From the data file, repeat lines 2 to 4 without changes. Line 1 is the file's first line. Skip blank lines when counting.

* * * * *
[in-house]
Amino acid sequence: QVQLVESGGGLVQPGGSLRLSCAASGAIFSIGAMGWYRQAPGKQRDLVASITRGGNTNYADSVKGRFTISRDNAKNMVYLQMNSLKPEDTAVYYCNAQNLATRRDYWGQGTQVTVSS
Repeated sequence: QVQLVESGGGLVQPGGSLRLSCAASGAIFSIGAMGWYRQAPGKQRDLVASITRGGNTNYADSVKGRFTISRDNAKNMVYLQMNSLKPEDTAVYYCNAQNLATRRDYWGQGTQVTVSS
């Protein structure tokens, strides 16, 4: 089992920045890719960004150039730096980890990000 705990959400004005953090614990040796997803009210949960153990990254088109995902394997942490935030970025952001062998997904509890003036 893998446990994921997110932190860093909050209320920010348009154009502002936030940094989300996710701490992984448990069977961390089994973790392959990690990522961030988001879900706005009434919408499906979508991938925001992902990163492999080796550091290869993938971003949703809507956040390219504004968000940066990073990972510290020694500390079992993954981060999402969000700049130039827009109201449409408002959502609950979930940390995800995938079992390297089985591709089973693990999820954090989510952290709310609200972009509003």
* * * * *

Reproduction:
Amino acid sequence: QVQLVESGGGLVQPGGSLRLSCAASGAIFSIGAMGWYRQAPGKQRDLVASITRGGNTNYADSVKGRFTISRDNAKNMVYLQMNSLKPEDTAVYYCNAQNLATRRDYWGQGTQVTVSS
Repeated sequence: QVQLVESGGGLVQPGGSLRLSCAASGAIFSIGAMGWYRQAPGKQRDLVASITRGGNTNYADSVKGRFTISRDNAKNMVYLQMNSLKPEDTAVYYCNAQNLATRRDYWGQGTQVTVSS
């Protein structure tokens, strides 16, 4: 089992920045890719960004150039730096980890990000 705990959400004005953090614990040796997803009210949960153990990254088109995902394997942490935030970025952001062998997904509890003036 893998446990994921997110932190860093909050209320920010348009154009502002936030940094989300996710701490992984448990069977961390089994973790392959990690990522961030988001879900706005009434919408499906979508991938925001992902990163492999080796550091290869993938971003949703809507956040390219504004968000940066990073990972510290020694500390079992993954981060999402969000700049130039827009109201449409408002959502609950979930940390995800995938079992390297089985591709089973693990999820954090989510952290709310609200972009509003």